In Search of Frogs program to be held at Chilo Lock 34 Park

March 16th, 2007    Author: Rodney Beckwith    Filed Under: News

Nature lovers will be able to share in the romance of spring by spying out some hopping froggy love on March 30.

The annual “In Search of Frogs” event at the Chilo Lock 34 Park will give people a chance to get up close and personal with some of Ohio’s most amorous little amphibians as the little four legged casanovas trill out their love in search of a mate.

“We’ll take a hike that evening,” said Clermont County Park District Naturalist Keith Robinson. “During the springtime at night is when they start their breeding season. We’ll walk through the wetlands at Chilo Lock 34 Park to look for the frogs who are out mating and making the mating calls. It’s mostly Chorus Frogs and Spring Peepers.”

The hike will focus on identifying the small amphibians and learning more about how they live. Adventurous hikers can try their hand at catching the miniscule operatic croakers, but may find it harder than it seems.

"We'll have nets available for people who want to try and catch some frogs," said Robinson. "The ones we will be looking for are kind of small, so they are hard to find. They usually hide in the vegetation. Any we catch will be let go at the end of the hike."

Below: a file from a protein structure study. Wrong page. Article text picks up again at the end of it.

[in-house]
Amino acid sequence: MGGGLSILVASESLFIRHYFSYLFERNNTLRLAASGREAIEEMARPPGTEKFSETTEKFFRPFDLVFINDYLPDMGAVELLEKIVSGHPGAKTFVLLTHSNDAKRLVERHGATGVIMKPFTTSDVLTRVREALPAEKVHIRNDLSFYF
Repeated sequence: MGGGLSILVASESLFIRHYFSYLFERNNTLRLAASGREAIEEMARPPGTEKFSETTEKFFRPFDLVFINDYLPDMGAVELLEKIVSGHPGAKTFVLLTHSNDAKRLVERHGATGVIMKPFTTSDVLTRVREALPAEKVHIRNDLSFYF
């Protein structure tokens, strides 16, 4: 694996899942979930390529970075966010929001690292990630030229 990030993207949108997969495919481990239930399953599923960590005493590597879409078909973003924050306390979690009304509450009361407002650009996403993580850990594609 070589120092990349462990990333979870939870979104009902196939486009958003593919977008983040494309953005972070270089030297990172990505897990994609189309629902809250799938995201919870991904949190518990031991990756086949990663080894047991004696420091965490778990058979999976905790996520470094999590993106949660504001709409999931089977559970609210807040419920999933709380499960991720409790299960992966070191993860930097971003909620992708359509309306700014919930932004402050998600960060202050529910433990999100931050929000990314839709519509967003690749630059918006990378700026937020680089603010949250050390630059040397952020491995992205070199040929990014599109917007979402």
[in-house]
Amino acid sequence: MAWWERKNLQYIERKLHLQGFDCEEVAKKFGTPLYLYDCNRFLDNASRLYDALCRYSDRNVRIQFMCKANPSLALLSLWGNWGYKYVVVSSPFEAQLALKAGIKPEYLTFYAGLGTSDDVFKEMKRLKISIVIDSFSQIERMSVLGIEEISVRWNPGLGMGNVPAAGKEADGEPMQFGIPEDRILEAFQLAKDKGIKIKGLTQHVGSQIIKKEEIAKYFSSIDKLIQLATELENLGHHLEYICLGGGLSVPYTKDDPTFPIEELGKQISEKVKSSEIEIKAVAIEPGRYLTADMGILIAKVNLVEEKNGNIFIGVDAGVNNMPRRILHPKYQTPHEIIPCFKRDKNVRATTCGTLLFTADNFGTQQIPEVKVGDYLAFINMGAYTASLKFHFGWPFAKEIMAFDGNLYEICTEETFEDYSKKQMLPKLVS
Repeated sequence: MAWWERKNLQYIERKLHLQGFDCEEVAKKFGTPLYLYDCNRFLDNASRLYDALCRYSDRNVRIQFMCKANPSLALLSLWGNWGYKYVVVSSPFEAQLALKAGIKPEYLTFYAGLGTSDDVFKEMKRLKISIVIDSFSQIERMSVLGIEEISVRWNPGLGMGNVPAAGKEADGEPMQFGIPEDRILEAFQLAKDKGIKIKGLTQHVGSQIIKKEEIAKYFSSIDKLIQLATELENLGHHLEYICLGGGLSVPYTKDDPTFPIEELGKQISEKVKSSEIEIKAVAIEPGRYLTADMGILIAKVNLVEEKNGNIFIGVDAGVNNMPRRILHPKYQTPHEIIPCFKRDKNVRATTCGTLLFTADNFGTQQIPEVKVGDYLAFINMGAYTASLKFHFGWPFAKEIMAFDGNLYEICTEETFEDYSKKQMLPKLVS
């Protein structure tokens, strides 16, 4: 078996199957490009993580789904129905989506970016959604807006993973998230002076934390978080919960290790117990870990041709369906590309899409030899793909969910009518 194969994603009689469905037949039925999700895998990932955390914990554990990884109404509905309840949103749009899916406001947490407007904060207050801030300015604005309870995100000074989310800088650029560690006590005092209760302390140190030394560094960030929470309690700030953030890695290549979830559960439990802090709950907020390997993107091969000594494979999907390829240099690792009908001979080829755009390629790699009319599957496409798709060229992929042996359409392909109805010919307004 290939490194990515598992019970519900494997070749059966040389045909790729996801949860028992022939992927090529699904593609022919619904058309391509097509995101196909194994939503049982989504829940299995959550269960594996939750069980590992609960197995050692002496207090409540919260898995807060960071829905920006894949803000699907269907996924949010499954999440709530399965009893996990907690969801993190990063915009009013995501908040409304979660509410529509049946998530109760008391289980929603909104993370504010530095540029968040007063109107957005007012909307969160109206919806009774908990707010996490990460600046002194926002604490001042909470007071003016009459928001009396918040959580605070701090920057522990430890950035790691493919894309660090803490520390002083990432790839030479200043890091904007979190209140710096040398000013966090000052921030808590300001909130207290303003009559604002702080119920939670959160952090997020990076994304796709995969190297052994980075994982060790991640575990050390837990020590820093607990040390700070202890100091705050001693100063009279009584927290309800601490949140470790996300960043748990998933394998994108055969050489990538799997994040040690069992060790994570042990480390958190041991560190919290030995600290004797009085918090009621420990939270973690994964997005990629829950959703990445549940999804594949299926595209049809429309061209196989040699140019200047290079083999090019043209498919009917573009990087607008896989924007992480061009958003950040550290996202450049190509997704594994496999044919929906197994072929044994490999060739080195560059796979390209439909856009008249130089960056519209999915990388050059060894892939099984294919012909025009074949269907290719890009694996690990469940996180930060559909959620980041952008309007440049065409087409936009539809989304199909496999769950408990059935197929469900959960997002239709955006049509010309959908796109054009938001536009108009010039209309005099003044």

Spring peeper frogs generally grow to only an inch in length and are brown, tan or gray with dark stripes on their back. The western chorus frog is about the same size with skin shaded gray or red. Three dark stripes run down their back.

"These are common frogs here, and they are starting to call right now," said Robinson. "They are actually starting to call now, and call louder when it rains, because the rain is what draws them to the ponds. You can hear them as you drive along."

The hike will begin with an orientation about the frogs, which are some of the smallest in the state.

"We start in the visitor's center with an introduction," said Robinson. "Then, we'll go to the wetlands with nets to give them a chance to find a few on their own."

For more information, contact the park district at (513) 876-9013.
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